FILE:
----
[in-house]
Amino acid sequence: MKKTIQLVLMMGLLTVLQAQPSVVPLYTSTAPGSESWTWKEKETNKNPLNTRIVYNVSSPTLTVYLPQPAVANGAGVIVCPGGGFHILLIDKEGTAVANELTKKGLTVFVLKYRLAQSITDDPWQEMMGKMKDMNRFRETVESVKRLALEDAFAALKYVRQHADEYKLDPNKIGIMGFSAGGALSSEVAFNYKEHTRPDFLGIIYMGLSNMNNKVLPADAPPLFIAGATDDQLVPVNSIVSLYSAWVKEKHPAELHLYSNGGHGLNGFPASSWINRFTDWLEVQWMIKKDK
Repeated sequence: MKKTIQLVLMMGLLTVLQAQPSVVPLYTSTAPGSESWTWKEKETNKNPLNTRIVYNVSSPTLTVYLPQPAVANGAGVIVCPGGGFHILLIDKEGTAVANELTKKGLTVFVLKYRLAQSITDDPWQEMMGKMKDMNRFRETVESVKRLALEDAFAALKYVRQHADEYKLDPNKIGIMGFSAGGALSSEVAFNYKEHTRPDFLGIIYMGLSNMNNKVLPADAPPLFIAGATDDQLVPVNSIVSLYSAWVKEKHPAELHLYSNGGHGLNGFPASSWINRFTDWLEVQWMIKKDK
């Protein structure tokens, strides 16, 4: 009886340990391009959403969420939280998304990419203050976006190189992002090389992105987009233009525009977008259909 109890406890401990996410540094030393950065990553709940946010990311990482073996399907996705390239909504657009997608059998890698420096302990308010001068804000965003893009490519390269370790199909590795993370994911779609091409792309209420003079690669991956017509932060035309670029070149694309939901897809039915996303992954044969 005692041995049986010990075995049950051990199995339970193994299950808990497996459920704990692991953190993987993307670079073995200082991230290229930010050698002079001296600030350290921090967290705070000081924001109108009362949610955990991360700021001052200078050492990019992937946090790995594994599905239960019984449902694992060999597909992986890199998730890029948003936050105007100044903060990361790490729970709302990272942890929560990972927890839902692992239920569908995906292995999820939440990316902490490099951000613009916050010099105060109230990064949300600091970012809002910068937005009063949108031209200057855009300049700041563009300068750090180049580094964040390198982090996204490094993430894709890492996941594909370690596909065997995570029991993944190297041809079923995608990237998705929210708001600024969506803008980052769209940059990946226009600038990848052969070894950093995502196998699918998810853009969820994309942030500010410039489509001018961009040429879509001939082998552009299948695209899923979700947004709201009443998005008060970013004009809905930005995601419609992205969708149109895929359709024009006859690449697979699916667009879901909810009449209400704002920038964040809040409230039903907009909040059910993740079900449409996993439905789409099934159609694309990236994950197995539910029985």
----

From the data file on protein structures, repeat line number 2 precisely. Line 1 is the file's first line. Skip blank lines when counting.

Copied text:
Amino acid sequence: MKKTIQLVLMMGLLTVLQAQPSVVPLYTSTAPGSESWTWKEKETNKNPLNTRIVYNVSSPTLTVYLPQPAVANGAGVIVCPGGGFHILLIDKEGTAVANELTKKGLTVFVLKYRLAQSITDDPWQEMMGKMKDMNRFRETVESVKRLALEDAFAALKYVRQHADEYKLDPNKIGIMGFSAGGALSSEVAFNYKEHTRPDFLGIIYMGLSNMNNKVLPADAPPLFIAGATDDQLVPVNSIVSLYSAWVKEKHPAELHLYSNGGHGLNGFPASSWINRFTDWLEVQWMIKKDK